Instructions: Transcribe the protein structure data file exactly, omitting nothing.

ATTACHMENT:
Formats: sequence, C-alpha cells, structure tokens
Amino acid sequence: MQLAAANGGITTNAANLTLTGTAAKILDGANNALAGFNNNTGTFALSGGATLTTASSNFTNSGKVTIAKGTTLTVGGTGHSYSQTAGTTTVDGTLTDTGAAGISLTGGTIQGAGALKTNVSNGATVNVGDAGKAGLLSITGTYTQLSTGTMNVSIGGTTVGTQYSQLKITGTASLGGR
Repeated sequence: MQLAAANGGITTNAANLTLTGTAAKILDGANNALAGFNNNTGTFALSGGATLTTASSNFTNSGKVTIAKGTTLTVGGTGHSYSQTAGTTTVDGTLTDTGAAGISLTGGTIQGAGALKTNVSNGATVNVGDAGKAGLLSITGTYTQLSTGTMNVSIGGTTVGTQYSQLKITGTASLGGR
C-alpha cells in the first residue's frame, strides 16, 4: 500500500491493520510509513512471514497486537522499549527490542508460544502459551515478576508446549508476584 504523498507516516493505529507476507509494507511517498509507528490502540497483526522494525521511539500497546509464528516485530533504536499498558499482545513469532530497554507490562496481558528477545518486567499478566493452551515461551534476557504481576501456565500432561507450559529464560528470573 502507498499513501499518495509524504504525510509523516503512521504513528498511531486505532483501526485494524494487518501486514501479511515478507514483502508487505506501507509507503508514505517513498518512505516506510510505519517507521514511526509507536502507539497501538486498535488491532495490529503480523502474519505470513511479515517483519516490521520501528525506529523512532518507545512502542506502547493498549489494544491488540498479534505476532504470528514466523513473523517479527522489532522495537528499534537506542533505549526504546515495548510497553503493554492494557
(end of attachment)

Formats: sequence, C-alpha cells, structure tokens
Amino acid sequence: MQLAAANGGITTNAANLTLTGTAAKILDGANNALAGFNNNTGTFALSGGATLTTASSNFTNSGKVTIAKGTTLTVGGTGHSYSQTAGTTTVDGTLTDTGAAGISLTGGTIQGAGALKTNVSNGATVNVGDAGKAGLLSITGTYTQLSTGTMNVSIGGTTVGTQYSQLKITGTASLGGR
Repeated sequence: MQLAAANGGITTNAANLTLTGTAAKILDGANNALAGFNNNTGTFALSGGATLTTASSNFTNSGKVTIAKGTTLTVGGTGHSYSQTAGTTTVDGTLTDTGAAGISLTGGTIQGAGALKTNVSNGATVNVGDAGKAGLLSITGTYTQLSTGTMNVSIGGTTVGTQYSQLKITGTASLGGR
C-alpha cells in the first residue's frame, strides 16, 4: 500500500491493520510509513512471514497486537522499549527490542508460544502459551515478576508446549508476584 504523498507516516493505529507476507509494507511517498509507528490502540497483526522494525521511539500497546509464528516485530533504536499498558499482545513469532530497554507490562496481558528477545518486567499478566493452551515461551534476557504481576501456565500432561507450559529464560528470573 502507498499513501499518495509524504504525510509523516503512521504513528498511531486505532483501526485494524494487518501486514501479511515478507514483502508487505506501507509507503508514505517513498518512505516506510510505519517507521514511526509507536502507539497501538486498535488491532495490529503480523502474519505470513511479515517483519516490521520501528525506529523512532518507545512502542506502547493498549489494544491488540498479534505476532504470528514466523513473523517479527522489532522495537528499534537506542533505549526504546515495548510497553503493554492494557